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With little competition for the weekend, How to Train Your Dragon: The Hidden World, the third in the animated fantasy saga, was able to secure the box office once more. In its second weekend, the animated epic made $30 million to push its domestic total to $97 million. So far the film has done about the same as the previous film and is on track to stay in the top 10 for a few more weeks in March.

Debuts this weekend were small with one big exception. Tyler Perry’s latest Madea film, A Madea Family Funeral, naturally made a relatively big splash with its dedicated audience. Starting at #2, the film made $27 million for its first weekend. No word on the budget yet but it’s most likely on a budget as most Tyler Perry productions are, so it’s safe to call this a success, especially for debuting with a box office so close to Dragon.

The rest of the premieres were not as strong at all. Greta, the new thriller starring Chloe Moretz, debuted all the way down at #8 with $4.5 million box office. To be fair, however, the film was in a constant battle for its spot as three other films also reported earnings around $4 million for the weekend. Of note, Green Book, fresh off winning the Academy Award for Best Picture one weekend ago, splashed back into more theaters to arise even higher in the top 10 with its domestic total now sitting at $73 million. Don’t count on it remaining there long as bigger blockbusters will be swooping as we plow through the last remnants of winter movies.

Check out the full listing of the top 10 box office weekend results below:

How to Train Your Dragon: The Hidden World ($30,046,000)

Tyler Perry’s A Madea Family Funeral ($27,050,000)

Alita: Battle Angel ($7,000,000)

The LEGO Movie 2: The Second Part ($6,615,000)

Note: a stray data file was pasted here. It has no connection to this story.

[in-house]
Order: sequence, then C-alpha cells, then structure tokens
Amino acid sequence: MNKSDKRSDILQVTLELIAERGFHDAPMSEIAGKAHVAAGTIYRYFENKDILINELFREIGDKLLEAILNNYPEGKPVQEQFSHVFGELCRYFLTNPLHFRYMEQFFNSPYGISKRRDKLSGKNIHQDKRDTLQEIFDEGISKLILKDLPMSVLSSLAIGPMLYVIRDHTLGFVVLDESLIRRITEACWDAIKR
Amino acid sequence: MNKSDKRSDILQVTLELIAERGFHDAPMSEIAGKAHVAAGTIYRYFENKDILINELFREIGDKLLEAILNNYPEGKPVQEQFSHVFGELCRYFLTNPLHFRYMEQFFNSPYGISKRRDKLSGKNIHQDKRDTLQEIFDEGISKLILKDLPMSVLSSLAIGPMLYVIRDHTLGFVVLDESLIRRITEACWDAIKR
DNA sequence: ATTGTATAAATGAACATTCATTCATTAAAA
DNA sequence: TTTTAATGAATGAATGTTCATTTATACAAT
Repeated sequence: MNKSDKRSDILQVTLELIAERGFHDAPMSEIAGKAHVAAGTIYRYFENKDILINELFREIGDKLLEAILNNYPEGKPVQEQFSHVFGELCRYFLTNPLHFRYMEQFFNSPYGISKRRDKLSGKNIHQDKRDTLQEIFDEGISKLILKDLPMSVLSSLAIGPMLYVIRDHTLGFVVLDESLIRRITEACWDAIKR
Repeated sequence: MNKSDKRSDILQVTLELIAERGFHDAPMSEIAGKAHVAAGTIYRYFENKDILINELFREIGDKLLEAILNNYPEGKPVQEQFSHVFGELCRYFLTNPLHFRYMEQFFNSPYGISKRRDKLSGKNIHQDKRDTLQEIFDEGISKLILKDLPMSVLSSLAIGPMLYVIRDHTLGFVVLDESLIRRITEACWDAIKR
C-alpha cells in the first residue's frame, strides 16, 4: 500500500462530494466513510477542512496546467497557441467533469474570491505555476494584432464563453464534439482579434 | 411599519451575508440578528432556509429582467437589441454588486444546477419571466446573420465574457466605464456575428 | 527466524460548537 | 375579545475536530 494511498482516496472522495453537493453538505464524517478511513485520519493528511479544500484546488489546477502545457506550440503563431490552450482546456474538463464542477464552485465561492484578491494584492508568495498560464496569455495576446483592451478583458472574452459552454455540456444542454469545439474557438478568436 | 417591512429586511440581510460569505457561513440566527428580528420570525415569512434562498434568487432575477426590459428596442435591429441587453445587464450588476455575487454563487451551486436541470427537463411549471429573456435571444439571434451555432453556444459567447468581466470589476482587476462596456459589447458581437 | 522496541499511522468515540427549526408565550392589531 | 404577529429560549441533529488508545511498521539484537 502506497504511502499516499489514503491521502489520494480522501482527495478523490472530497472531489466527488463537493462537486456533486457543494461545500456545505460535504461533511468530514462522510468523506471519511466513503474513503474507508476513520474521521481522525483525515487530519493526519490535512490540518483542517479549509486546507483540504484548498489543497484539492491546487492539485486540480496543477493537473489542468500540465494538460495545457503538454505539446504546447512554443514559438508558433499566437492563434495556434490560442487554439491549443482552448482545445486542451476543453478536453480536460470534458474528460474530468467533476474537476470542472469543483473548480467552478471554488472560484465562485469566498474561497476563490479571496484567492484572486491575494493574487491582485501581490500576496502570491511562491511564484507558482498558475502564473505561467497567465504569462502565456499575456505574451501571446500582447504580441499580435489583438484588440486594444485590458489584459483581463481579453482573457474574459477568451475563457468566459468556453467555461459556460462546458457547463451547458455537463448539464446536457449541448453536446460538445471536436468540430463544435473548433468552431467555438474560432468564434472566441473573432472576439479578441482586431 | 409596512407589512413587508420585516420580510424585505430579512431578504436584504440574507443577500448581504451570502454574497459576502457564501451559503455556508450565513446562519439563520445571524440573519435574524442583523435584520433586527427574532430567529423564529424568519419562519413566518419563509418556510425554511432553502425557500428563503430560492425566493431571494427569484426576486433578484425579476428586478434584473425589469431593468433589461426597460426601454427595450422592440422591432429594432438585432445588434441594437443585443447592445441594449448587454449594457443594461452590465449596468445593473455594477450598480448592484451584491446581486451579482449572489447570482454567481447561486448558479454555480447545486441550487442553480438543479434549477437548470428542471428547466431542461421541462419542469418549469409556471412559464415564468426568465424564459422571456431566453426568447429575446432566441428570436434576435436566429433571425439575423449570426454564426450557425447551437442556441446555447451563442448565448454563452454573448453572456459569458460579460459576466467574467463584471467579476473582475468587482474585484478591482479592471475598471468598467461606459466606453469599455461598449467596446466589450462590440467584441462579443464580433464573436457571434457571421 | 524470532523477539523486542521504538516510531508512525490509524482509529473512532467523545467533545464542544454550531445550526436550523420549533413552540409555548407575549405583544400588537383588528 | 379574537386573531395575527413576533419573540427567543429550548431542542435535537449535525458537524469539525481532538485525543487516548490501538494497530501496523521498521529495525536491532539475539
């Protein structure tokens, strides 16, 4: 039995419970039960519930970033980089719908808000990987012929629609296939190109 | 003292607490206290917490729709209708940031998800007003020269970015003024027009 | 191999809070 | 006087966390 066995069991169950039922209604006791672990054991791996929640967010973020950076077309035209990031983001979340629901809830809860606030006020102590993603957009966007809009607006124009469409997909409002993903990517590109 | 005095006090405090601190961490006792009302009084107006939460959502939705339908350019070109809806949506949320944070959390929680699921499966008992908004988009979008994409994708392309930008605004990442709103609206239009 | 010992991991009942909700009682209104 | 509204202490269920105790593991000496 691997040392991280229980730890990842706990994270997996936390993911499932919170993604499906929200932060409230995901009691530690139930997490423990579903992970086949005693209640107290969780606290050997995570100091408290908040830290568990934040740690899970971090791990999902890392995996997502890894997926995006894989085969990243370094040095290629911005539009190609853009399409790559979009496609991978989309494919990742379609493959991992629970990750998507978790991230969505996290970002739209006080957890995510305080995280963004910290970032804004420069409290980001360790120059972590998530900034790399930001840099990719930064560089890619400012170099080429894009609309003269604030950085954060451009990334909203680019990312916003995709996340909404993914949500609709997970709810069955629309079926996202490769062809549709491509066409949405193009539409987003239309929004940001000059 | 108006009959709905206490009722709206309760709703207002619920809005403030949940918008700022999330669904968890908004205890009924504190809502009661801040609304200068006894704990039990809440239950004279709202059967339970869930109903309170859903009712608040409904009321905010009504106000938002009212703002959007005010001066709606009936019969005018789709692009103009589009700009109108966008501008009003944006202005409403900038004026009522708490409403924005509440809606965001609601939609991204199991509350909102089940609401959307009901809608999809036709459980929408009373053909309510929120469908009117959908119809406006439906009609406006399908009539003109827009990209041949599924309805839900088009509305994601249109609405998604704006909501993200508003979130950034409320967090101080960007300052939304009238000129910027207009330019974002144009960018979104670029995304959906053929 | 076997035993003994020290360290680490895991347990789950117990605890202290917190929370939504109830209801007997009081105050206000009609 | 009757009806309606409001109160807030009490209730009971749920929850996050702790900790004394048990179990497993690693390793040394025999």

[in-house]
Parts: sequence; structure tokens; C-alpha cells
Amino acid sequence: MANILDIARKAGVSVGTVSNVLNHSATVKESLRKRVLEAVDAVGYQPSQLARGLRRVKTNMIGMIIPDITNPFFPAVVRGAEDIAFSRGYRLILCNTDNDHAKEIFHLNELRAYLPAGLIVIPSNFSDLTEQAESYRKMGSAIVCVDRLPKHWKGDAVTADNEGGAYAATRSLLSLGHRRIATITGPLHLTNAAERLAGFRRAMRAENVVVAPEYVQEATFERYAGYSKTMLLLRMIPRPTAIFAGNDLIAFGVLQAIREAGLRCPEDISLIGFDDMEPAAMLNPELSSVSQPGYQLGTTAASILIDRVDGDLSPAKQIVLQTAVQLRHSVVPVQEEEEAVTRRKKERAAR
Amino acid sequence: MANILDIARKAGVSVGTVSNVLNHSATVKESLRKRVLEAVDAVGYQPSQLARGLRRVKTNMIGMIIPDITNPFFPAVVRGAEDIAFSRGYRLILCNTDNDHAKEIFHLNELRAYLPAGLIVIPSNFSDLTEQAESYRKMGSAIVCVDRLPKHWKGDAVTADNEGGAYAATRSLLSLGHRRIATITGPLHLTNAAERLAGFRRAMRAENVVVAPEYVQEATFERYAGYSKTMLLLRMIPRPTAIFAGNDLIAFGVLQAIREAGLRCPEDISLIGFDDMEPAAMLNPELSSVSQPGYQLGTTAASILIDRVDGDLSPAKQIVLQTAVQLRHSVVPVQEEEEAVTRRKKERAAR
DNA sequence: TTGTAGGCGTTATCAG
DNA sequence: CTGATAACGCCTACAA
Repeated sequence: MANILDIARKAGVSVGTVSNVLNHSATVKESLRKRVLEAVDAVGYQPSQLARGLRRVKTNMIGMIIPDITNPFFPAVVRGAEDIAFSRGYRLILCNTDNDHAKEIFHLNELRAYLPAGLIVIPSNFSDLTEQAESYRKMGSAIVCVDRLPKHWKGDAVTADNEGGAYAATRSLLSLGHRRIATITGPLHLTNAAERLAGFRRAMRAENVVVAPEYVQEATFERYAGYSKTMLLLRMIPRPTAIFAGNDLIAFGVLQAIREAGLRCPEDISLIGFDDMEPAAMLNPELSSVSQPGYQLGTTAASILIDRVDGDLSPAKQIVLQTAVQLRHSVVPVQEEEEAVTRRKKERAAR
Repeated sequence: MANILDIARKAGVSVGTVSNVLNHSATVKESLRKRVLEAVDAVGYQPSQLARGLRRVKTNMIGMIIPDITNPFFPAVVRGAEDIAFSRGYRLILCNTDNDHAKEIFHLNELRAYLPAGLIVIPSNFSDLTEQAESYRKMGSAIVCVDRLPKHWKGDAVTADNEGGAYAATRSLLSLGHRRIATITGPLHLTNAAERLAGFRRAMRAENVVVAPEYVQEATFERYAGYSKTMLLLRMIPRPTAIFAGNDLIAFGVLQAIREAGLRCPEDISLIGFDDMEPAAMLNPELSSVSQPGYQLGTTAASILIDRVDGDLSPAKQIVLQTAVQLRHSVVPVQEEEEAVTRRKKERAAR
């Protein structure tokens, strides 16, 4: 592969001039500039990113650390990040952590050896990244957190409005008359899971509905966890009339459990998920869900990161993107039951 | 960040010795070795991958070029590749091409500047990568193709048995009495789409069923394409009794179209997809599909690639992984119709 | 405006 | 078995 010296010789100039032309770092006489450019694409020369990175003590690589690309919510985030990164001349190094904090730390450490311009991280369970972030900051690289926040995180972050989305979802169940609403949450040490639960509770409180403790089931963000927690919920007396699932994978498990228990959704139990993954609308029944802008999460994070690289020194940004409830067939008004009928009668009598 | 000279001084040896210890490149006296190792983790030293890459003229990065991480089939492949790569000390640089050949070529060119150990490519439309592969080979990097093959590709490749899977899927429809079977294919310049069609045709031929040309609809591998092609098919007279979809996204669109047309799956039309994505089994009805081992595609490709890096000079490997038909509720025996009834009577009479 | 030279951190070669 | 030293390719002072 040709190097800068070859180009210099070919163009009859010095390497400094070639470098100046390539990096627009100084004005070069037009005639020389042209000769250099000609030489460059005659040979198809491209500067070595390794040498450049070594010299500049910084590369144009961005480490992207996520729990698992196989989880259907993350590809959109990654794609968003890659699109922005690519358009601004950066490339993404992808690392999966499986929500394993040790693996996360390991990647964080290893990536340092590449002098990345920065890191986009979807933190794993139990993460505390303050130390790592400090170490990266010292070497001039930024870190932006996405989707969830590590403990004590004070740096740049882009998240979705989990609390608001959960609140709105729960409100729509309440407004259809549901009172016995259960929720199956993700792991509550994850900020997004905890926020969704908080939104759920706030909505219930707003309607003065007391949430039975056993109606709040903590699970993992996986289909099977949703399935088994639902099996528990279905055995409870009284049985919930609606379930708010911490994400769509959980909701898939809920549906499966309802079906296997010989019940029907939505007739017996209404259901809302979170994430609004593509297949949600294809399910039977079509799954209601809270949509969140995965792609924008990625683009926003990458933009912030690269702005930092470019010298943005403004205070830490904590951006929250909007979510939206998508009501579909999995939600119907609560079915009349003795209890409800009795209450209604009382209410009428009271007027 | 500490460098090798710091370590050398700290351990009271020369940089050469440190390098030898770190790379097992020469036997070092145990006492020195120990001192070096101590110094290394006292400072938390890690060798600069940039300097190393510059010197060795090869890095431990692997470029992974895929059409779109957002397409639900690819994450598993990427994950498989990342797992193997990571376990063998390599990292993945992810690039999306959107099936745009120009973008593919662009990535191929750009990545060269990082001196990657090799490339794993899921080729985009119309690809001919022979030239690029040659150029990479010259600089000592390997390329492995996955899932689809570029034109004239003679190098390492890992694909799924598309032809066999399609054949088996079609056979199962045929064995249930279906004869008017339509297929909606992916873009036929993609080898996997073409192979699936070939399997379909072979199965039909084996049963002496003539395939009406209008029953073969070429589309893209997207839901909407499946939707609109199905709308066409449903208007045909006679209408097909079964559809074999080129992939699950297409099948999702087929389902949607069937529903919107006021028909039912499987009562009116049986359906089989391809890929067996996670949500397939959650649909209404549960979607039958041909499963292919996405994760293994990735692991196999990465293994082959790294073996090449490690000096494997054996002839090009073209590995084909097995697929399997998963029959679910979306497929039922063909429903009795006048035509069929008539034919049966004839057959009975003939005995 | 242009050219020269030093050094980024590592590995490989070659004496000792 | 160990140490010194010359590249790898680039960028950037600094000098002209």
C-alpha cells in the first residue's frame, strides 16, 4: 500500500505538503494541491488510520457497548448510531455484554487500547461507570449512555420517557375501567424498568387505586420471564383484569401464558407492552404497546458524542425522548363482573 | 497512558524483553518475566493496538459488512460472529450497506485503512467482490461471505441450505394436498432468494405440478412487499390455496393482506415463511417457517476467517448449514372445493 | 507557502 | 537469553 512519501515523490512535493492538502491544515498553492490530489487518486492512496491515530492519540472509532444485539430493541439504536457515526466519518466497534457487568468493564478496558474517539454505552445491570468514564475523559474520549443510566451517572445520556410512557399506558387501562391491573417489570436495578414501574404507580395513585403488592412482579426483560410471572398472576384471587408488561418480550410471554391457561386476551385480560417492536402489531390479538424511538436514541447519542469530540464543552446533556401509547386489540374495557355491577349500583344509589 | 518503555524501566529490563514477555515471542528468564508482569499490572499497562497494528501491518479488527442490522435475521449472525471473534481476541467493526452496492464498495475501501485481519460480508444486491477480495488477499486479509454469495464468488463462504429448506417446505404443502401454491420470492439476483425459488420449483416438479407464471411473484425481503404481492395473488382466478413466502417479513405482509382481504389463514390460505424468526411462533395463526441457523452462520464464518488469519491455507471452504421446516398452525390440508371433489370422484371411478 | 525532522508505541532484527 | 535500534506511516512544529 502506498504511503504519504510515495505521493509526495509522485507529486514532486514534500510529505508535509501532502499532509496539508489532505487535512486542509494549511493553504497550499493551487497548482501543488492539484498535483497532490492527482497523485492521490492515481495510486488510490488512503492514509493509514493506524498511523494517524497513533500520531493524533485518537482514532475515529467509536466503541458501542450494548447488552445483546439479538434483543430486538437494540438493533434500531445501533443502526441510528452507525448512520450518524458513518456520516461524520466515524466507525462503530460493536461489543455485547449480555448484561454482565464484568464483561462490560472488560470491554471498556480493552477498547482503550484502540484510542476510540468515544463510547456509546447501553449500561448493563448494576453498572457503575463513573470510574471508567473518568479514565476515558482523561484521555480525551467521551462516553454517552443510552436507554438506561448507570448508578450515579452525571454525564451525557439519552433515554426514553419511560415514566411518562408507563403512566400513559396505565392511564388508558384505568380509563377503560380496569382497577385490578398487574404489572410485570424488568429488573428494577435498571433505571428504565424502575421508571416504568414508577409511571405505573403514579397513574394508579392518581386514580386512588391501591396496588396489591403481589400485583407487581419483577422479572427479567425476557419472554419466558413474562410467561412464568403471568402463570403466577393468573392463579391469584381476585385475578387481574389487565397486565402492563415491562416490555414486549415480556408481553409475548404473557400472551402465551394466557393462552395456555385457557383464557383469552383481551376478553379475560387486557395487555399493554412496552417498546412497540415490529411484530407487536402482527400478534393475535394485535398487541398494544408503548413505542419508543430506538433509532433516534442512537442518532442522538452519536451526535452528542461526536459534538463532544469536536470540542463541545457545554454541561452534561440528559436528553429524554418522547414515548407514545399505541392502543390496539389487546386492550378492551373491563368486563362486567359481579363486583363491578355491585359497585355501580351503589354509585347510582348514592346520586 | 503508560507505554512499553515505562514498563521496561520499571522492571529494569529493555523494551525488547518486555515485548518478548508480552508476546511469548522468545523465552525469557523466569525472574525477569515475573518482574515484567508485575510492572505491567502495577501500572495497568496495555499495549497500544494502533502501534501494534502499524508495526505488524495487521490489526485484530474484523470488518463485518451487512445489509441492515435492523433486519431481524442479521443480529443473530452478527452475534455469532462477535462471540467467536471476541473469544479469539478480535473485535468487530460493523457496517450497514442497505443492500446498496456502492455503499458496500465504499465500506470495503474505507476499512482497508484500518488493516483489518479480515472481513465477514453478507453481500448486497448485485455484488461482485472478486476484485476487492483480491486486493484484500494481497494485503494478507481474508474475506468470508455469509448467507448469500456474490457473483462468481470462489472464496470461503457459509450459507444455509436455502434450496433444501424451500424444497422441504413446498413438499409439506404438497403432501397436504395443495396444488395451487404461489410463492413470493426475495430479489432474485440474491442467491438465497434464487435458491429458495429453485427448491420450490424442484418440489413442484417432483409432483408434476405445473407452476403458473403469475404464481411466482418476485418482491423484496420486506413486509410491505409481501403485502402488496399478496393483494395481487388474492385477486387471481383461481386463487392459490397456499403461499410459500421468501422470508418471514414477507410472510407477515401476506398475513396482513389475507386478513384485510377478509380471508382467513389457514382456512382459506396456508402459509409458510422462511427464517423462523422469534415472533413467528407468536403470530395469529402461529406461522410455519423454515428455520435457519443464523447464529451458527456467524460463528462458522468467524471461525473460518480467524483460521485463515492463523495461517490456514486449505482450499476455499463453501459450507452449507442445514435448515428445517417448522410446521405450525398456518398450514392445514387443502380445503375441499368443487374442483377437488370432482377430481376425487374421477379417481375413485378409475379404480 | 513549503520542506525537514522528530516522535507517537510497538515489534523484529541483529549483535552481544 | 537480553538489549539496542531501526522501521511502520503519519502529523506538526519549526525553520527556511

Green Book ($4,711,000)

Fighting With My Family ($4,691,284)

Isn’t it Romantic ($4,645,000)

Greta ($4,585,000)

What Men Want ($2,700,000)

Happy Death Day 2U ($2,516,000)

Next weekend is once again all about Marvel as their latest superhero solo film, Captain Marvel, will be appearing in 4,100 theaters.

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Review: “Captain Marvel” is a Solidly Sensational Sci-Fi Adventure

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Captain Marvel joins the ranks of the Marvel Cinematic Universe in a much different way. She slides into the MCU via a twisty sci-fi adventure of the 1990s, before the Avengers were formed. And though the film does serve as a strong bridge picture that answers a few more questions about the Marvel universe, the film quickly becomes its own thing and gives its hero a real identity as the powerful addition to the superhero ensemble.

Brie Larson plays Carol Danvers, a woman not sure if she’s a human pilot of Earth or a soldier of the Kree empire’s Starforce. There’s little time to explore these conflicting visions she’s having when there’s special energy powers to control and a war being waged against the shape-shifting Skrull alien creatures. A detour to 1990s Earth gives her a bit of time to find out more while also hunting down some more Skrulls, leading to some interesting scenarios when combatting aliens that could look like old ladies.